Though O.J. Simpson vehemently denies that he murdered his former wife, his case has provoked a flurry of media attention toward other husbands who kill their wives. Coincidentally with the Simpson case, the Department of Justice has just released the first detailed empirical study of "murder in families." It contains some surprising information, which contrasts sharply with the media headlines.
The most shocking finding of this study--which analyzed nearly ten thousand cases--is that wives murder their husbands far more frequently than press reports would suggest. To put the issue in context, women in general account for only about 10 percent of defendants charged with all murders. But for all spousal murders, women accounted for more than 40 percent of defendants. And "among black marital partners, wives were just about as likely to kill their husbands as husbands were to kill their wives." Not surprisingly, when it comes to parents who kill their children, mothers kill more often than fathers.
The real headline of this report, therefore, is that women W almost as often as men do in the context of all family murders, though men much more often kill strangers--nearly always other men,
The other shocker in this report is that husbands who kill their wives are not treated more leniently than men who kill strangers, despite the media myth to the contrary. Indeed, they were as likely to be charged with first-degree murder, were no more likely to have their cases dismissed or diverted, and were as likely to be convicted. Nor were their sentences significantly different, when relevant "case characteristics"--such as prior criminal record--were taken into account. Indeed, the only real difference is that spousal murderers "required less time to disposition than other types of murder cases."
Despite this hard data, the myths persist that spousal murders consist almost exclusively of husbands who kill their wives and are then treated leniently by the criminal-justice system. Indeed, there is one figure that is strikingly missing from this otherwise thorough report: namely, whether women who murder their husbands are treated more leniently than husbands who murder their wives. I phoned the author of the report and asked if that data was available. He told me that it was but that it had not been compiled. I asked him if he would compile it and he did, faxing me new tables that compared the outcome of prosecution based on the gender of the victim and the accused. This previously unpublished data dramatically undercuts the myth that husbands who kill their wives are treated more leniently than wives who kill their husbands. The available evidence points overwhelmingly in the opposite direction, Wives who kill their husbands were acquitted in 12.9 percent of the cases studied, while husbands who kill their wives were acquitted in only 1.4 percent of the cases. Women who were convicted of killing their husbands were sentenced to an average of six years in prison, while men received an average of seventeen years for killing their wives, Sixteen percent of female spousal killers get probation, compared to 1.6 percent for males. By almost every other measure as well, female spousal killers are treated more leniently than male spousal killers. To be sure, some of the differences may be attributable to gender-neutral factors such as prior record, provocation, or mental illness. But there is absolutely no support in this data for the claim that husbands who kill their wives are systematically treated with kid gloves by the justice system.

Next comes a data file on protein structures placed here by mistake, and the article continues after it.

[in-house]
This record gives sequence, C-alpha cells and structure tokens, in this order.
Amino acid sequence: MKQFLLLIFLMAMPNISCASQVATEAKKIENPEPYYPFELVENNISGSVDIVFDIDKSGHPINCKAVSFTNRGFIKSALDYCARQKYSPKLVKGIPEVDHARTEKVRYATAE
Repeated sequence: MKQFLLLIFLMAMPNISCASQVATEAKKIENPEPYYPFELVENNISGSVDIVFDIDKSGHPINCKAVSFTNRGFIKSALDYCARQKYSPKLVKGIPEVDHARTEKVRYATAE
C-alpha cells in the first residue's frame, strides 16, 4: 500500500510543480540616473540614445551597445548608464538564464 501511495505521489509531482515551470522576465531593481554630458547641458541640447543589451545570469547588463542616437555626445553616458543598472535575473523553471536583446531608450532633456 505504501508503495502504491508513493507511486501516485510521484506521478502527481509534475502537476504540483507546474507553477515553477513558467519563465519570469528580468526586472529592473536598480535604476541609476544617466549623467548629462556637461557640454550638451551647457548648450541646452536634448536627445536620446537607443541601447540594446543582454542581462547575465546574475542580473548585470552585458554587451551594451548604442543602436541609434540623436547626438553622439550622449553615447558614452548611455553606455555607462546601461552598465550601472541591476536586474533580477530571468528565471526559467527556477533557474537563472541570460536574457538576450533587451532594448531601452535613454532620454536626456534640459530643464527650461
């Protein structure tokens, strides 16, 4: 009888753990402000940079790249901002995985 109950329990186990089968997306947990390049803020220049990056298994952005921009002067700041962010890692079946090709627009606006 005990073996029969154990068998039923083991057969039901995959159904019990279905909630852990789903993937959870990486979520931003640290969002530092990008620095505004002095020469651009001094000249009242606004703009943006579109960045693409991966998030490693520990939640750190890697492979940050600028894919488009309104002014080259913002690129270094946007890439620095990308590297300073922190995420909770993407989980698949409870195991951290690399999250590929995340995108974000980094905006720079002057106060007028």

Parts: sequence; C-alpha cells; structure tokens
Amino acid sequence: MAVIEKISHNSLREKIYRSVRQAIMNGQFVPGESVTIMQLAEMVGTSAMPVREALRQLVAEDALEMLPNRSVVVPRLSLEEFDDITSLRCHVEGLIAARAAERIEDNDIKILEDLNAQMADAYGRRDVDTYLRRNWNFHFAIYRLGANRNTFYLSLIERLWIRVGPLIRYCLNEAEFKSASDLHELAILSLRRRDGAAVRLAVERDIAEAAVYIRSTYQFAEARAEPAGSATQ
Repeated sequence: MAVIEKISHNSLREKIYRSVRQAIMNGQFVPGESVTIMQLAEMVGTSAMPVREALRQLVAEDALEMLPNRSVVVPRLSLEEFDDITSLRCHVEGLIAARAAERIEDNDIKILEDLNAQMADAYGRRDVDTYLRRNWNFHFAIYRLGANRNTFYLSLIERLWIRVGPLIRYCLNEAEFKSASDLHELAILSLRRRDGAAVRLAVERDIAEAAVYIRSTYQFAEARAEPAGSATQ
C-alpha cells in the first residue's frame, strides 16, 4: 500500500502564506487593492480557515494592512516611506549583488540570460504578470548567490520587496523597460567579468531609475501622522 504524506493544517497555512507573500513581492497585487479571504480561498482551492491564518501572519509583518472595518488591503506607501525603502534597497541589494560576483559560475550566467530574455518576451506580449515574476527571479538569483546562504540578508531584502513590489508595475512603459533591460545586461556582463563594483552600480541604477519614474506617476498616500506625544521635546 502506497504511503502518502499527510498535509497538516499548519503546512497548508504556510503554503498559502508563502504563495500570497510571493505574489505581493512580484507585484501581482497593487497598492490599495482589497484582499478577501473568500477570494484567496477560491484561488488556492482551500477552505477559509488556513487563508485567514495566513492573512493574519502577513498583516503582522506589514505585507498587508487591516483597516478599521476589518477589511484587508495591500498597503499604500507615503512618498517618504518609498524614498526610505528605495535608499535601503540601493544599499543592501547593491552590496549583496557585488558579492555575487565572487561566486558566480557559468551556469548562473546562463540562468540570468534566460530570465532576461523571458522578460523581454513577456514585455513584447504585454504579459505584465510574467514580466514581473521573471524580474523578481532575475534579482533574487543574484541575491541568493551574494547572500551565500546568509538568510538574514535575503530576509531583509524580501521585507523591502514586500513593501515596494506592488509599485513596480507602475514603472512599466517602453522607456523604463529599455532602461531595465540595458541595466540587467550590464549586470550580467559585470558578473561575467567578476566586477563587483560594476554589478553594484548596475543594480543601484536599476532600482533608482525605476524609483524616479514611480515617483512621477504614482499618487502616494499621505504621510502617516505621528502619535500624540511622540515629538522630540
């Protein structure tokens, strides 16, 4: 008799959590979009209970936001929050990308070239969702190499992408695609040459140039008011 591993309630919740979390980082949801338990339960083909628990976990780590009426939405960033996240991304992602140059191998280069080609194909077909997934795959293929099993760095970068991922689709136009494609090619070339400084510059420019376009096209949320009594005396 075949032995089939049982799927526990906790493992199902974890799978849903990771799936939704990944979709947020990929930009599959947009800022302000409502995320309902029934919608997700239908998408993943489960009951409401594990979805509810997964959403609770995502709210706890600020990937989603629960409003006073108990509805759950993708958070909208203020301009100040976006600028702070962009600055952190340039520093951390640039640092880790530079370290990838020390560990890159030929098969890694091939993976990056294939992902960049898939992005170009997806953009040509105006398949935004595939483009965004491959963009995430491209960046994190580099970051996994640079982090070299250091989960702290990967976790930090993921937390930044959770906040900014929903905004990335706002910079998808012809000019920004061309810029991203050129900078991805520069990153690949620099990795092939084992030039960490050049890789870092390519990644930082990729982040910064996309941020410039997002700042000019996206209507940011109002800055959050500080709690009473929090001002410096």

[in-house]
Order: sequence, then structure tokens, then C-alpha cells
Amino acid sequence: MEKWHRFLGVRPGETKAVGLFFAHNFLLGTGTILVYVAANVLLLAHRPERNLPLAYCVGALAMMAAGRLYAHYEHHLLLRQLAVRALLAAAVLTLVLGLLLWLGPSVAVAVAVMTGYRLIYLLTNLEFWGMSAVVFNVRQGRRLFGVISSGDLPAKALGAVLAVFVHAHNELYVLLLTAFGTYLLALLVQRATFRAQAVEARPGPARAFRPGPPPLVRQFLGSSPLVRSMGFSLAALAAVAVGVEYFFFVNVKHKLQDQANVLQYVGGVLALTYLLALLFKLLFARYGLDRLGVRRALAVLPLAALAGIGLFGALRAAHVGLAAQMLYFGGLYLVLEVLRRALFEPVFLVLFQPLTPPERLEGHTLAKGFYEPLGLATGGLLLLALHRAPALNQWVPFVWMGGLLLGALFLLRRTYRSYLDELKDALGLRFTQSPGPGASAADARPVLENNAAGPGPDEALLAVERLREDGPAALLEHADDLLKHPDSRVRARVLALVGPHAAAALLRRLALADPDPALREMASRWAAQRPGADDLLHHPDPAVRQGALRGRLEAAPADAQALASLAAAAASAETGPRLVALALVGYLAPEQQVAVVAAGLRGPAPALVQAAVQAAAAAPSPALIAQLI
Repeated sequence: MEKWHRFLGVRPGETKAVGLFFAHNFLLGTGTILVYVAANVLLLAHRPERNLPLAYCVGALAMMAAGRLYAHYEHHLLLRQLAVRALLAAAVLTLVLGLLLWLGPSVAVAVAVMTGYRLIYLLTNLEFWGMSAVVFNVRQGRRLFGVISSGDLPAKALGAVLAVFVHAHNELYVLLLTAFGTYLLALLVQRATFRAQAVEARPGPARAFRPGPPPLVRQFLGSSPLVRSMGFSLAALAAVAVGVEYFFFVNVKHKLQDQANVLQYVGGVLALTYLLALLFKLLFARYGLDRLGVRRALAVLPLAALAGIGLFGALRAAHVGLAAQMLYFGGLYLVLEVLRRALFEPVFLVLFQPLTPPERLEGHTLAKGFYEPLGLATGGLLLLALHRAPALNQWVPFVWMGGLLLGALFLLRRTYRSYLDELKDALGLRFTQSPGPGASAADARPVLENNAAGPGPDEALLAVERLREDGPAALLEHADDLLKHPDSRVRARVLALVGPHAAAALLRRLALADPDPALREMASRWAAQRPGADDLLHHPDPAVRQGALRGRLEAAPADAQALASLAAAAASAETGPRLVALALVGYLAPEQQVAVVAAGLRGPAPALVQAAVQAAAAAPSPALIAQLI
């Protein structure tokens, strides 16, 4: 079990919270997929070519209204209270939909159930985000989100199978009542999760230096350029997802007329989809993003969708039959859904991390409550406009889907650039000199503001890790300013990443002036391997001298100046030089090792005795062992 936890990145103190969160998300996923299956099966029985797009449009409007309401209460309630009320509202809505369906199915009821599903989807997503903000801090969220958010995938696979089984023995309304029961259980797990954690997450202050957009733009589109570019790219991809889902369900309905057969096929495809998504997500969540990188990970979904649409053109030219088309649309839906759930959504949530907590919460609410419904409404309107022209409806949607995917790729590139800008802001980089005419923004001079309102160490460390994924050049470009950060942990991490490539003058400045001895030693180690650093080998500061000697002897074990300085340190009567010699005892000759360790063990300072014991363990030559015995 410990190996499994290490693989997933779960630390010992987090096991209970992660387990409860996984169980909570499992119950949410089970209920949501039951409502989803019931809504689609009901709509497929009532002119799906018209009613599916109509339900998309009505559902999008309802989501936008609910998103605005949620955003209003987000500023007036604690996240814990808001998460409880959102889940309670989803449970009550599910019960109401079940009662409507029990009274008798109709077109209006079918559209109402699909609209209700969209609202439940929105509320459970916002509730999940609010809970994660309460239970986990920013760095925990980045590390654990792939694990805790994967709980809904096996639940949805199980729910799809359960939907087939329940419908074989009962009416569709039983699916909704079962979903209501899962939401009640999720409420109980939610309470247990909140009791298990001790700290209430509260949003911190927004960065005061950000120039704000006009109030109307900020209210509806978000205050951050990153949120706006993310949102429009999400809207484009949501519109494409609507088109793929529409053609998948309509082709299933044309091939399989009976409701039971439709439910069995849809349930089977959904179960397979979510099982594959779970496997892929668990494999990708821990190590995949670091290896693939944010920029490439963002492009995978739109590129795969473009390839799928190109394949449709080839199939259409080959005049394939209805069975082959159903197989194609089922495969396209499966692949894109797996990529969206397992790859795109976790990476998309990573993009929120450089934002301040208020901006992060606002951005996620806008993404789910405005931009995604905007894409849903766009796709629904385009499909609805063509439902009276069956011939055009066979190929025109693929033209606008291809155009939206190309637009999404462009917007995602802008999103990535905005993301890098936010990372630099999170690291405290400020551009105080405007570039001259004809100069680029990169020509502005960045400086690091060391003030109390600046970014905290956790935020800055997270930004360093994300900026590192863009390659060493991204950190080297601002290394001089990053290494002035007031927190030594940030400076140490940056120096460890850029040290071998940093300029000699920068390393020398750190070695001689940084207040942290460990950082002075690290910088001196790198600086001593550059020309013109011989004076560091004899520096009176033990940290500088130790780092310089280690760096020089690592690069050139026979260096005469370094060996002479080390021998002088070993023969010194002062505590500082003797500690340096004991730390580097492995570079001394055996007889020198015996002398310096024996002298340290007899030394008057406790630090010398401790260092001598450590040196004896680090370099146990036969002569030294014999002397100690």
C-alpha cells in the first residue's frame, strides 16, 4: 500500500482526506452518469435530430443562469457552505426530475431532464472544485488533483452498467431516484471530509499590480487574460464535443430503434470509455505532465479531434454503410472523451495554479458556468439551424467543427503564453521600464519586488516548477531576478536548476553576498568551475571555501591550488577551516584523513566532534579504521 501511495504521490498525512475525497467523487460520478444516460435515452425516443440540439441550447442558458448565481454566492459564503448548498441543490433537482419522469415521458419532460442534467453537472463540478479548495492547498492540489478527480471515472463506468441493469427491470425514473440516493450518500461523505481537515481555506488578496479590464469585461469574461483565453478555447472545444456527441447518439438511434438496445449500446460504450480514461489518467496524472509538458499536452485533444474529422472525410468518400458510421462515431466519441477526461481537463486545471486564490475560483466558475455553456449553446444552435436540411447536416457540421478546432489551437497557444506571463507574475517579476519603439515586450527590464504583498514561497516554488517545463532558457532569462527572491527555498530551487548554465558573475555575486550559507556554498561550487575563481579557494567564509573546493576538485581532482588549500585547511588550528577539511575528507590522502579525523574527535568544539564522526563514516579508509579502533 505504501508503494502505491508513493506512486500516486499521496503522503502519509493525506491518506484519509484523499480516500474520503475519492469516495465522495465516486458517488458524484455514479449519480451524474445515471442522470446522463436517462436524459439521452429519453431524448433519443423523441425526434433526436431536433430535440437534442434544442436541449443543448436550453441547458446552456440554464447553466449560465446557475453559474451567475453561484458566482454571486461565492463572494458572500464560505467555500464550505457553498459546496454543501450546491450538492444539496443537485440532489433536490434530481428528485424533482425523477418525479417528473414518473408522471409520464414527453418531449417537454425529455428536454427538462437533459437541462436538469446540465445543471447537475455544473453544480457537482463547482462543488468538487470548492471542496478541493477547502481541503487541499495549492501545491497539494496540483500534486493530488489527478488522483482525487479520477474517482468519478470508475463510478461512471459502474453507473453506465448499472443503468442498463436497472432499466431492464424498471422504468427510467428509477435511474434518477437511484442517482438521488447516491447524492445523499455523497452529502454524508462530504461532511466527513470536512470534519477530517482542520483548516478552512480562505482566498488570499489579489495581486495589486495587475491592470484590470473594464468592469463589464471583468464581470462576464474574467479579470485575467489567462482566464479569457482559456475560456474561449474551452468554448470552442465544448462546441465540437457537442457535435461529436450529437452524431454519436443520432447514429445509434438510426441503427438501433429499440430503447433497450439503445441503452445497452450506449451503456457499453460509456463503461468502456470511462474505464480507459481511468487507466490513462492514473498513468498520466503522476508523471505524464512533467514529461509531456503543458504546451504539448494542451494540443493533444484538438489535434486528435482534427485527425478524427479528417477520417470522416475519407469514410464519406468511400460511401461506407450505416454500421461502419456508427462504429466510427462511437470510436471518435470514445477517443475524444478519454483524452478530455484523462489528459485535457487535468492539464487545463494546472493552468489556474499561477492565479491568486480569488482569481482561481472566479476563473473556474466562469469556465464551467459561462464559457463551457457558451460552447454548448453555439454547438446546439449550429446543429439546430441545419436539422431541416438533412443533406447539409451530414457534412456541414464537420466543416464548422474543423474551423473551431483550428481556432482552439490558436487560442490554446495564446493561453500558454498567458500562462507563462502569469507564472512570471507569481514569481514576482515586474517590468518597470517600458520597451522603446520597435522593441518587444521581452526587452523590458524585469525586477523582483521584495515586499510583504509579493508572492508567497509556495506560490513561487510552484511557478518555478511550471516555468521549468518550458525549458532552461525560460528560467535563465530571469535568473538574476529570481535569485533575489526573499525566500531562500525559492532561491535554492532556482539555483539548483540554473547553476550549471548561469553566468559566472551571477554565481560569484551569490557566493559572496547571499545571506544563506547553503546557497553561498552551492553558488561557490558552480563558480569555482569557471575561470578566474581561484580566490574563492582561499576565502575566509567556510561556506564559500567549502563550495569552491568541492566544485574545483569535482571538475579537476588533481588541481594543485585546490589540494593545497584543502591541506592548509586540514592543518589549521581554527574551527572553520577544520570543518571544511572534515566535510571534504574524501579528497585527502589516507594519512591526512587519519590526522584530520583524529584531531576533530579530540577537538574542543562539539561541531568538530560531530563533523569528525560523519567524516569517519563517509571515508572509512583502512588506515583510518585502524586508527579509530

Despite the unexpected data produced by this justice Department study--that wives kill husbands much more frequently than media accounts suggest and that they are treated more leniently than husbands who kill--the press release issued by the justice Department to accompany the report buried this politically incorrect data under the following politically correct headline: "Wives are the most frequent victims in family murders." But even that conclusion obscures the real picture: that for all family murders--which includes killing of parents and children as well as spouses--55.5 percent of the victims were males and 44.5 percent females, and "female defendants were more likely than male defendants to have murdered a person of the opposite sex.
The Justice Department report on "murder in families" sheds important light on a subject that is being obscured by the heat of political rhetoric The new data strongly suggests that spousal murder is not primarily a male-versus-female political issue, as some radical feminists and media commentators insist. Instead, it is primarily a psychological issue of pervasive familial violence on all sides, generated by the passions of family interaction. Misdiagnosing this important psychological problem to fit into a political agenda will delay its proper treatment and cure. The problems of spousal abuse and violence are far too serious to be turned into divisive "we versus them" political or gender issues.
Dershowitz, Alan M. 1994. "Wives Also Kill Husbands--Quite Often." In The Abuse Excuse: And Other Cop-outs, Sob Stories and Evasions of Responsibility. Boston: Little Brown.